Here’s another layer to balance. Balance is a neurological phenomenon, that is generated through something called proprioception. We have proprioceptors throughout all of our joints, little tiny GPS tracking systems that mark and keep track of where we are in space. They are decreased in joints that are injured, poorly positioned, or degenerated. So let’s put it together: When the pelvis is poorly positioned due to increased sport activities of extension paired with everyday activities that also cause increased extension, the body will then teach itself to breathe better in that position. In turn, proprioceptors will also start to not be as active with flexion, so it will become more difficult for the body to stabilize itself in another position besides extension.
Let’s put this concept in an example. In my Super-X event, I always had a very difficult time holding a leg extension, especially with a combination. In order to balance myself on one foot with one foot up in the air, my pelvis had to move from an extended position (which my pelvis is over-extended), to a flexed and rotated one. You have to keep your hips “tucked under” when you raise your foot, requiring the pelvis to “flex” or “posteriorly rotate” for the biomechanical minds out there. But, after learning what we know above, I couldn’t hold that position because: A) I couldn’t breathe in the position because I could not achieve true spinal flexion, B) My pelvis stayed in a poor position so my abdominals (obliques) couldn’t activate to help support me, and C) my proprioceptors were not as active to be able to sense where my body was in space.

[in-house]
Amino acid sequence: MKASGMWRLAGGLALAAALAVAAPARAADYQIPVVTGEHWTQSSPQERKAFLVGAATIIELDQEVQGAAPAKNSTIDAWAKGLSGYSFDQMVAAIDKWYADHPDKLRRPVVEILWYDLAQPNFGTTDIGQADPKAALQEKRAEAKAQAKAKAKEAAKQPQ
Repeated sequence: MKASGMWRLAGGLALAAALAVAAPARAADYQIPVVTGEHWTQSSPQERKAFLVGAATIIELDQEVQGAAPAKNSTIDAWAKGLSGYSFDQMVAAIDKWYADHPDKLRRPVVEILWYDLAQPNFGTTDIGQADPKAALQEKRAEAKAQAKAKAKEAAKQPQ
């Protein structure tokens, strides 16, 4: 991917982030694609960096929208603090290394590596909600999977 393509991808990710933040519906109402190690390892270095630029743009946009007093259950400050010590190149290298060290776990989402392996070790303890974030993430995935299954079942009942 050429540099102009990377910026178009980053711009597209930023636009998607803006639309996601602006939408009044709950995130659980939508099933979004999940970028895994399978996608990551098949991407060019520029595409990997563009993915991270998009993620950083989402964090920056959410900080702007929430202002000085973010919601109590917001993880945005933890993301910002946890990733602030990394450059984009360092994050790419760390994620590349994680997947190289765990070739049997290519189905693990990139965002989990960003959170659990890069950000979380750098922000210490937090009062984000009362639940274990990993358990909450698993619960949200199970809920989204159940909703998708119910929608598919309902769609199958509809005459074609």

How do you improve your balance? Once you know the problem and what is actually causing the problem, then you can fix it. You need to learn how to breathe correctly, turn on your obliques, and stimulate your proprioceptors. You have to learn to maintain proper pelvis position in basic positions before you can learn how to maintain in stable positions.
Can you will your way into improving your balance. Absolutely, I see it all the time. It’s called compensation – your body will naturally compensate in order to try and do what you are telling it to do. Can’t do a high kick? You will hike your hip. Can’t get your back leg up when you leap? Arch your back. Can’t get your shoulders back when you stand, arch your back and pull your ribs forward. Can’t hold your leg in a leg extension? Lean forward, stick your butt out or over arch your back. Yes, you are accomplishing the movement, but at the expense of injury risk, back issues, and hip problems.
Do you have difficulty balancing or just not progressing in competitions like you want to? Do you feel like you have limitations that are keeping you from becoming more advanced in your skill set? You may have some biomechanical restrictions that are preventing you from going forward! To learn more about my online postural assessments, click here.